And so to King, whose politics are as relevant today as they were 43 years ago. As Jim Johnson reminds us, at the time of his assassination, King was in Memphis in solidarity with sanitation workers, who were striking the city not just for decent pay and working conditions but for recognition of their right to form a union. In light of the concerted, ongoing campaign by Republicans to subvert unions, it surely is plausible to wonder how far we remain from the promised land.

History is very important. Despite their self-label, progressives look back in time as readily as conservatives to pinpoint historical moments to justify their politics. Progressives look to the golden era of people power and the Peace Movement, conservatives hark back to the space-race and Reaganomics.

When history is at our backs, we must choose to leave it behind or let it propel us forward. In the case of the Civil Rights movement, its lessons should be forever in America’s conscience. The work toward social and economic equality is not yet complete, not by a long distance.

We have choices to make and a society to shape.

Which brings me to this potent image of the back of James Earl Ray, who was Dr. Martin Luther King’s assassin.

While hundreds of thousands were marching on the streets and millions across America swelled the turning political tides, James Earl Ray choose a different worldview.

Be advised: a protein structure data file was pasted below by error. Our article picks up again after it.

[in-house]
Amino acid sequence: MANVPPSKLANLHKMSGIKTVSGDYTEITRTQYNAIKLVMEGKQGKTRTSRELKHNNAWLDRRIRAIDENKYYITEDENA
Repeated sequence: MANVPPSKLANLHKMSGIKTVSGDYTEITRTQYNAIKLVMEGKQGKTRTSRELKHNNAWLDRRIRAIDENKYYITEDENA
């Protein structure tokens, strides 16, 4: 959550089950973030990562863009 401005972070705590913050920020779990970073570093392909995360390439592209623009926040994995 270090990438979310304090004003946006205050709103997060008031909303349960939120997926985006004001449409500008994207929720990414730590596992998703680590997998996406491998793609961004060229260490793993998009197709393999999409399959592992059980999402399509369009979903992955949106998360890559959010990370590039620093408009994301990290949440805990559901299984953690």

Regardless of colour or creed, Martin Luther King’s promised land was for all … and for a better America. No doubt James Earl Ray was a troubled man but his rejection of America’s sea-change thrust him only in the direction of a dead-end.

James Earl Ray  facing the wall at Shelby County Jail. Photo by Gil Michael/Shelby County Sheriff’s Office

As Etheridge explains this is not an act of defiance. Shoved into a Shelby County Jail cell, Ray faces the reality upon him; the physical finality of confinement with nowhere to go. As he abandoned history, so history moved on without him.




The Rev. Dr. Martin Luther King, Jr., jailed in Birmingham, Alabama for protesting injustice.

Because I just read this, I wince a little as I repost thoughts via the indubitable Jim, but time is of a premium today. Please excuse me.

Martin vs. Barack

Why is it some American’s “mythologize and sanitize” MLK – a man that called for a national guaranteed income – but as quickly abase and demonize Obama who, by the way, is a pithy moderate by comparison?

In other words, why is the socialist agenda of one leader ignored and – worse still – why is a socialist agenda fabricated and super-imposed on another?

Oh, and also, actual functioning democratic socialism (even in its sputtering form under New Labour) is a pretty good ticket.